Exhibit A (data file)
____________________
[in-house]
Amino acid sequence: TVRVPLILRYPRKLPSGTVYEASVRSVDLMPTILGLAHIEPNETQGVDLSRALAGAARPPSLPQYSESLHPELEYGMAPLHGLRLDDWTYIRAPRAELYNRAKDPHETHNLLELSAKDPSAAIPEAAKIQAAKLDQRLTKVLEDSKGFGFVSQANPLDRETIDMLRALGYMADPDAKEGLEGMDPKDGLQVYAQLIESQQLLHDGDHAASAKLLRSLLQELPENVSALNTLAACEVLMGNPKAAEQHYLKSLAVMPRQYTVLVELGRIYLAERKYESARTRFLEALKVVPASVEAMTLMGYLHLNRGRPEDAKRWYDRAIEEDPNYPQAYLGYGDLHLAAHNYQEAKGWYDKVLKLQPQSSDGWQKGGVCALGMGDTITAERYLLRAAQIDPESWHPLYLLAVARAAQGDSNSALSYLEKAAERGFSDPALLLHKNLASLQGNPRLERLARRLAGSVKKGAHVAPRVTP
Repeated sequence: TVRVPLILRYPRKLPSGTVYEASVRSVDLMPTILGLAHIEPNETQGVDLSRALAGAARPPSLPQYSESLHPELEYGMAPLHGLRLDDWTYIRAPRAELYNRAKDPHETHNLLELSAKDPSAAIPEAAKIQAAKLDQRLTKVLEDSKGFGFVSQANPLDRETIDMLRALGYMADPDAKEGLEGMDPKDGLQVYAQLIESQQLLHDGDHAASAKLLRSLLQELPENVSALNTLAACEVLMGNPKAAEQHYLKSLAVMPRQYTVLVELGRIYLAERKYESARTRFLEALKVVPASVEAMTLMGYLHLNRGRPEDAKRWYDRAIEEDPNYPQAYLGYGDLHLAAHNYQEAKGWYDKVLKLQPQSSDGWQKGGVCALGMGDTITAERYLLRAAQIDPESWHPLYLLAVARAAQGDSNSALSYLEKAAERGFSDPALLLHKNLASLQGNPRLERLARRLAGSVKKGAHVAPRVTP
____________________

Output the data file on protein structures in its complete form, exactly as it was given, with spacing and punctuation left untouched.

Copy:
[in-house]
Amino acid sequence: TVRVPLILRYPRKLPSGTVYEASVRSVDLMPTILGLAHIEPNETQGVDLSRALAGAARPPSLPQYSESLHPELEYGMAPLHGLRLDDWTYIRAPRAELYNRAKDPHETHNLLELSAKDPSAAIPEAAKIQAAKLDQRLTKVLEDSKGFGFVSQANPLDRETIDMLRALGYMADPDAKEGLEGMDPKDGLQVYAQLIESQQLLHDGDHAASAKLLRSLLQELPENVSALNTLAACEVLMGNPKAAEQHYLKSLAVMPRQYTVLVELGRIYLAERKYESARTRFLEALKVVPASVEAMTLMGYLHLNRGRPEDAKRWYDRAIEEDPNYPQAYLGYGDLHLAAHNYQEAKGWYDKVLKLQPQSSDGWQKGGVCALGMGDTITAERYLLRAAQIDPESWHPLYLLAVARAAQGDSNSALSYLEKAAERGFSDPALLLHKNLASLQGNPRLERLARRLAGSVKKGAHVAPRVTP
Repeated sequence: TVRVPLILRYPRKLPSGTVYEASVRSVDLMPTILGLAHIEPNETQGVDLSRALAGAARPPSLPQYSESLHPELEYGMAPLHGLRLDDWTYIRAPRAELYNRAKDPHETHNLLELSAKDPSAAIPEAAKIQAAKLDQRLTKVLEDSKGFGFVSQANPLDRETIDMLRALGYMADPDAKEGLEGMDPKDGLQVYAQLIESQQLLHDGDHAASAKLLRSLLQELPENVSALNTLAACEVLMGNPKAAEQHYLKSLAVMPRQYTVLVELGRIYLAERKYESARTRFLEALKVVPASVEAMTLMGYLHLNRGRPEDAKRWYDRAIEEDPNYPQAYLGYGDLHLAAHNYQEAKGWYDKVLKLQPQSSDGWQKGGVCALGMGDTITAERYLLRAAQIDPESWHPLYLLAVARAAQGDSNSALSYLEKAAERGFSDPALLLHKNLASLQGNPRLERLARRLAGSVKKGAHVAPRVTP